Northern Bayberry

Morella pensylvanica

Family: Myricaceae
Genus: Morella (mor-EL-a) (Info)
Species: pensylvanica (pen-sill-VAN-ee-ka) (Info)
Synonym:Myrica pensylvanica
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Foliage Color:

Unknown - Tell us

Bloom Characteristics:

This plant is attractive to bees, butterflies and/or birds

Water Requirements:

Drought-tolerant; suitable for xeriscaping

Average Water Needs; Water regularly; do not overwater

Where to Grow:

Unknown - Tell us


4-6 ft. (1.2-1.8 m)

6-8 ft. (1.8-2.4 m)

8-10 ft. (2.4-3 m)


36-48 in. (90-120 cm)

4-6 ft. (1.2-1.8 m)


USDA Zone 2a: to -45.5 C (-50 F)

USDA Zone 2b: to -42.7 C (-45 F)

USDA Zone 3a: to -39.9 C (-40 F)

USDA Zone 3b: to -37.2 C (-35 F)

USDA Zone 4a: to -34.4 C (-30 F)

USDA Zone 4b: to -31.6 C (-25 F)

USDA Zone 5a: to -28.8 C (-20 F)

USDA Zone 5b: to -26.1 C (-15 F)

USDA Zone 6a: to -23.3 C (-10 F)

USDA Zone 6b: to -20.5 C (-5 F)

USDA Zone 7a: to -17.7 C (0 F)

USDA Zone 7b: to -14.9 C (5 F)

USDA Zone 8a: to -12.2 C (10 F)

USDA Zone 8b: to -9.4 C (15 F)

USDA Zone 9a: to -6.6 C (20 F)

USDA Zone 9b: to -3.8 C (25 F)

Sun Exposure:

Full Sun

Sun to Partial Shade

Light Shade



Bloom Color:

Chartreuse (Yellow-Green)


Bloom Time:

Late Winter/Early Spring


Grown for foliage





Provides winter interest

Other details:

Unknown - Tell us

Soil pH requirements:

5.6 to 6.0 (acidic)

6.1 to 6.5 (mildly acidic)

Patent Information:


Propagation Methods:

From woody stem cuttings

From seed; direct sow outdoors in fall

From seed; winter sow in vented containers, coldframe or unheated greenhouse

Scarify seed before sowing

Seed Collecting:

Allow seedheads to dry on plants; remove and collect seeds

Properly cleaned, seed can be successfully stored


This plant has been said to grow in the following regions:

El Dorado, Arkansas

Rehoboth Beach, Delaware

Lisle, Illinois

Indianapolis, Indiana

Shawnee Mission, Kansas

Pasadena, Maryland

Valley Lee, Maryland

East Brookfield, Massachusetts

Halifax, Massachusetts

South Saint Paul, Minnesota

Manchester, New Hampshire

Chatsworth, New Jersey

Ithaca, New York

Downingtown, Pennsylvania

Pittsburgh, Pennsylvania

Wilkes Barre, Pennsylvania

Irvington, Virginia

Urbanna, Virginia

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Gardeners' Notes:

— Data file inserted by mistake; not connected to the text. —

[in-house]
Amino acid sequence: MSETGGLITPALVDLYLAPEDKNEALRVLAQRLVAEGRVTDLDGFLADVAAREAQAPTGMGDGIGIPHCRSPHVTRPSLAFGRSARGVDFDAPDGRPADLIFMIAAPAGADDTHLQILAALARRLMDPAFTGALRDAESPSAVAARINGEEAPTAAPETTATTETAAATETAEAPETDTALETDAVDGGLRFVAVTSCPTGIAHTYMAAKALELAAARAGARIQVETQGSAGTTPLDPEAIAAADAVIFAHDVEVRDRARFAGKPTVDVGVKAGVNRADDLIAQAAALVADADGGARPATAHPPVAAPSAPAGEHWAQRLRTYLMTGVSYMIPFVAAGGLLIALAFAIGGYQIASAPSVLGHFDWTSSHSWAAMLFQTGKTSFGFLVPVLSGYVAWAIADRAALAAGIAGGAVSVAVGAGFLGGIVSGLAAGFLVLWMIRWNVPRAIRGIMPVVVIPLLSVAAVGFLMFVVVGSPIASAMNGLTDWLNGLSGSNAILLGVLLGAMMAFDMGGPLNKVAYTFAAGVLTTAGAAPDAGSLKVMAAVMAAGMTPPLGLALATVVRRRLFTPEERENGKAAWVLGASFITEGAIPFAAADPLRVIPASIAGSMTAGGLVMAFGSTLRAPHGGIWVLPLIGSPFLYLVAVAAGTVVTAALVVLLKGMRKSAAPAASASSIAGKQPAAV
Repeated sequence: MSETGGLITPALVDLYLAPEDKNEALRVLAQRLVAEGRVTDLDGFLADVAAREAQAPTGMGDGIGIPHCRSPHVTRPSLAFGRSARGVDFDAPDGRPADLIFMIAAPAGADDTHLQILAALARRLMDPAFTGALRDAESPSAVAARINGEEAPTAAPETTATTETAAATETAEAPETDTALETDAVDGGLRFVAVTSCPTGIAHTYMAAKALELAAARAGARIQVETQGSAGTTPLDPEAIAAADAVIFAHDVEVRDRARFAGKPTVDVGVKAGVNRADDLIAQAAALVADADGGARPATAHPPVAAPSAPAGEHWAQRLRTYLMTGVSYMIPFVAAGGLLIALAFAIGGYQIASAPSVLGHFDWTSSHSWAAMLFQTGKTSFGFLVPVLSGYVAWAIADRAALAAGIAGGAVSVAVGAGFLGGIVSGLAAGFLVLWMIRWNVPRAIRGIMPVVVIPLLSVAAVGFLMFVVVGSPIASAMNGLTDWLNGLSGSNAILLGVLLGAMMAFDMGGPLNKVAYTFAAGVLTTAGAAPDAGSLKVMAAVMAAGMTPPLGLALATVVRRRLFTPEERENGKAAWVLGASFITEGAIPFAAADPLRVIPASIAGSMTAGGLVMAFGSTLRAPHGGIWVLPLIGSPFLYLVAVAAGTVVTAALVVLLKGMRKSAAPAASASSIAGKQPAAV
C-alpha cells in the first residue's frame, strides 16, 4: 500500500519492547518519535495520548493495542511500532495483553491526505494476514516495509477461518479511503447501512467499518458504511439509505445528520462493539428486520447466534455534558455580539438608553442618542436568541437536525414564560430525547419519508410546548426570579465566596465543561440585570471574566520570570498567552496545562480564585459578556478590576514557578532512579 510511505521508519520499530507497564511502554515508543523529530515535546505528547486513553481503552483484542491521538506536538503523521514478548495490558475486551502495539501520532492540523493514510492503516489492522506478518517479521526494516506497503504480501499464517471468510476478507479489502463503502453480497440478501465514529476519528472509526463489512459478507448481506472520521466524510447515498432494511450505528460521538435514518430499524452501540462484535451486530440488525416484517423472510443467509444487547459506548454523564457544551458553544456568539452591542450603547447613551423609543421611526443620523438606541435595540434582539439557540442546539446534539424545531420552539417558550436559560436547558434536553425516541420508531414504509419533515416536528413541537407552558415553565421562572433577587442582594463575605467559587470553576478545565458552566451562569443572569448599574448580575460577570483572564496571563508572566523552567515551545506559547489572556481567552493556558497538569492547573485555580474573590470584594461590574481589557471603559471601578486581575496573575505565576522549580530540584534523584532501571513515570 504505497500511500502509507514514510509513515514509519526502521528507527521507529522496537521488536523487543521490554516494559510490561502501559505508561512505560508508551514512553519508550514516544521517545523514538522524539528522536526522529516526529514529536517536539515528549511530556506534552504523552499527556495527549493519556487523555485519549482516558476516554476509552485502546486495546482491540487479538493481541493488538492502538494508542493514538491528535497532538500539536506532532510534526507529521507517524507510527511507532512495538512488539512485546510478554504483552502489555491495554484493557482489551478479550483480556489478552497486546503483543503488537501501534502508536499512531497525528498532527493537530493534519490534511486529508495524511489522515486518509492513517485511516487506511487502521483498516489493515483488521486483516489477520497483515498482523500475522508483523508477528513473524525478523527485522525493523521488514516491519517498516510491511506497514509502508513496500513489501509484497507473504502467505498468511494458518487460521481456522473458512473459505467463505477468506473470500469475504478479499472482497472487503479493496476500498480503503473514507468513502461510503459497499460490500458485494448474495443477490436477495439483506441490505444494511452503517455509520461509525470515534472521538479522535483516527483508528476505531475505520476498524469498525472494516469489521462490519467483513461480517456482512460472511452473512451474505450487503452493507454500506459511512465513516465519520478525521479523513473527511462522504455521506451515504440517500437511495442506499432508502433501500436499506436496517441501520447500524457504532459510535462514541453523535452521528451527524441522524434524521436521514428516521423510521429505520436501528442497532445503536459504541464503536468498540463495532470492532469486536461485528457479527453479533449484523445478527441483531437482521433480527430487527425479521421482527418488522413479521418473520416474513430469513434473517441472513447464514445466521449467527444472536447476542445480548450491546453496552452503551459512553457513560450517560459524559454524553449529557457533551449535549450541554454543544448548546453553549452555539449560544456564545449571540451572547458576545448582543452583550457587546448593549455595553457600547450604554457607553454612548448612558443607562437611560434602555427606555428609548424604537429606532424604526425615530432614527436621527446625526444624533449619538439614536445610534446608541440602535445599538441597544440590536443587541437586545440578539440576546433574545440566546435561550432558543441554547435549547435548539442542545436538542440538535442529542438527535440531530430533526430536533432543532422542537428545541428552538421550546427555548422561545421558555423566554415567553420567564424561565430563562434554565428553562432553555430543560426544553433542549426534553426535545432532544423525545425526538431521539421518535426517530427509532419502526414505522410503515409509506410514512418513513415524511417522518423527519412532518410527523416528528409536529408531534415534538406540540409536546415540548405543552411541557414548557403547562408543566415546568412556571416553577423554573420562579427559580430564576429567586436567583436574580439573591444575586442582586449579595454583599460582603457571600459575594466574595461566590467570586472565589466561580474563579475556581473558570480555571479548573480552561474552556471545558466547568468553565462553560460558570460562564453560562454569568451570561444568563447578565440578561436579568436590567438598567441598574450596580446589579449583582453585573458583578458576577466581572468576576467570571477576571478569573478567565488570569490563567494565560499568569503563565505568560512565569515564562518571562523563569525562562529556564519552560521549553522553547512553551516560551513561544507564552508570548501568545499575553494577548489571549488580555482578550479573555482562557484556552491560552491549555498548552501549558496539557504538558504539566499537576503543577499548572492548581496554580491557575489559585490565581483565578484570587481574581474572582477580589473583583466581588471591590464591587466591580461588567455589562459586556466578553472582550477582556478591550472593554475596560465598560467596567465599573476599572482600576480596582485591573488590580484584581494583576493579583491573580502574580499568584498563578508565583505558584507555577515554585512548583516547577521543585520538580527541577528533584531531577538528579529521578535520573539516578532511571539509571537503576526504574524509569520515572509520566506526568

On Jan 10, 2014, Rickwebb from Downingtown, PA wrote:

It is a handsome plant that looks like a broadleaf evergreen with dark, shiny foliage, but is only semi-evergreen, and blends well with them. Unfortunately, some winters the leaves hang on brown for a long time, like witchhazels can often do. Overall, I would call it a neat and clean shrub, but it usually does ground sucker, more in draining wet soils than in dry soils. It does well in regular landscapes and tolerates heavy clay soils. The female plants bear the gray berries that are a nice feature in fall to early spring. One male is needed for pollination. I see it wild in the sandy soils of the shore of southern Delaware. It is native along the Atlantic Coast from Maine to North Carolina and some spots near Lake Eire. Great for a seaside themed landscape.


On Apr 18, 2011, nilly from Pittsburgh, PA (Zone 5b) wrote:

NOT evergreen everywhere. Not here in zone 5.


On Feb 6, 2006, raisedbedbob from Walkerton, VA (Zone 7a) wrote:

The leaves and nutlets of Bayberries can be used in place of commercial bay leaves. The wax boiled from the nutlets can be made into aromatic candles.


On Aug 9, 2005, flowercrazy39 from Manchester, NH wrote:

This is a great shrub that grows just about anywhere. I haven't had any problems with it as it has a medium growth rate. I'm mainly using it for a filler/hedge but can be pruned to design. Beautiful leathery green foliage late spring straight to early winter.